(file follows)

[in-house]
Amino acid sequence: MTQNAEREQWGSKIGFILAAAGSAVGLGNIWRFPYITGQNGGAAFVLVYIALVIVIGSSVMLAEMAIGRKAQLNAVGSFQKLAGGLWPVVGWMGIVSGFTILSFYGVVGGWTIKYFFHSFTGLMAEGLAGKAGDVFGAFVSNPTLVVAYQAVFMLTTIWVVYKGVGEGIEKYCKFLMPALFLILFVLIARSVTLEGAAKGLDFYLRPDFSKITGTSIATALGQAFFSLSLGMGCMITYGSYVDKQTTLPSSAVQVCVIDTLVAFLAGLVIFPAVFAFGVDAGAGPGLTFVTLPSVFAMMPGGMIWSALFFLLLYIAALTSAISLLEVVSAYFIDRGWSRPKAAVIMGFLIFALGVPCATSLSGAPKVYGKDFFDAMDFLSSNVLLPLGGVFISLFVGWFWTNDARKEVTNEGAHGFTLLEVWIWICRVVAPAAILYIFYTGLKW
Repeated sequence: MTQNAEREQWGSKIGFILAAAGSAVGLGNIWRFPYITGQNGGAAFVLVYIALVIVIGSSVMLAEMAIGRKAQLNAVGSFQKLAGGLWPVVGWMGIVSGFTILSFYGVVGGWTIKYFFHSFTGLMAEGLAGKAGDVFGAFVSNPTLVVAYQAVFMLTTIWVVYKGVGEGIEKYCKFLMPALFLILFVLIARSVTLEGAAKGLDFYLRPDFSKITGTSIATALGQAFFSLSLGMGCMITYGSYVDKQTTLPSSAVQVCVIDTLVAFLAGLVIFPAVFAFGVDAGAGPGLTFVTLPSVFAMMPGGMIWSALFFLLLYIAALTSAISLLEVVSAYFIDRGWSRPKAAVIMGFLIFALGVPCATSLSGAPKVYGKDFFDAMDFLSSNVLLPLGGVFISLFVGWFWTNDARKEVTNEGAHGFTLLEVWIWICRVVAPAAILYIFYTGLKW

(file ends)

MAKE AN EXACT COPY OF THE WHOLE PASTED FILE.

[in-house]
Amino acid sequence: MTQNAEREQWGSKIGFILAAAGSAVGLGNIWRFPYITGQNGGAAFVLVYIALVIVIGSSVMLAEMAIGRKAQLNAVGSFQKLAGGLWPVVGWMGIVSGFTILSFYGVVGGWTIKYFFHSFTGLMAEGLAGKAGDVFGAFVSNPTLVVAYQAVFMLTTIWVVYKGVGEGIEKYCKFLMPALFLILFVLIARSVTLEGAAKGLDFYLRPDFSKITGTSIATALGQAFFSLSLGMGCMITYGSYVDKQTTLPSSAVQVCVIDTLVAFLAGLVIFPAVFAFGVDAGAGPGLTFVTLPSVFAMMPGGMIWSALFFLLLYIAALTSAISLLEVVSAYFIDRGWSRPKAAVIMGFLIFALGVPCATSLSGAPKVYGKDFFDAMDFLSSNVLLPLGGVFISLFVGWFWTNDARKEVTNEGAHGFTLLEVWIWICRVVAPAAILYIFYTGLKW
Repeated sequence: MTQNAEREQWGSKIGFILAAAGSAVGLGNIWRFPYITGQNGGAAFVLVYIALVIVIGSSVMLAEMAIGRKAQLNAVGSFQKLAGGLWPVVGWMGIVSGFTILSFYGVVGGWTIKYFFHSFTGLMAEGLAGKAGDVFGAFVSNPTLVVAYQAVFMLTTIWVVYKGVGEGIEKYCKFLMPALFLILFVLIARSVTLEGAAKGLDFYLRPDFSKITGTSIATALGQAFFSLSLGMGCMITYGSYVDKQTTLPSSAVQVCVIDTLVAFLAGLVIFPAVFAFGVDAGAGPGLTFVTLPSVFAMMPGGMIWSALFFLLLYIAALTSAISLLEVVSAYFIDRGWSRPKAAVIMGFLIFALGVPCATSLSGAPKVYGKDFFDAMDFLSSNVLLPLGGVFISLFVGWFWTNDARKEVTNEGAHGFTLLEVWIWICRVVAPAAILYIFYTGLKW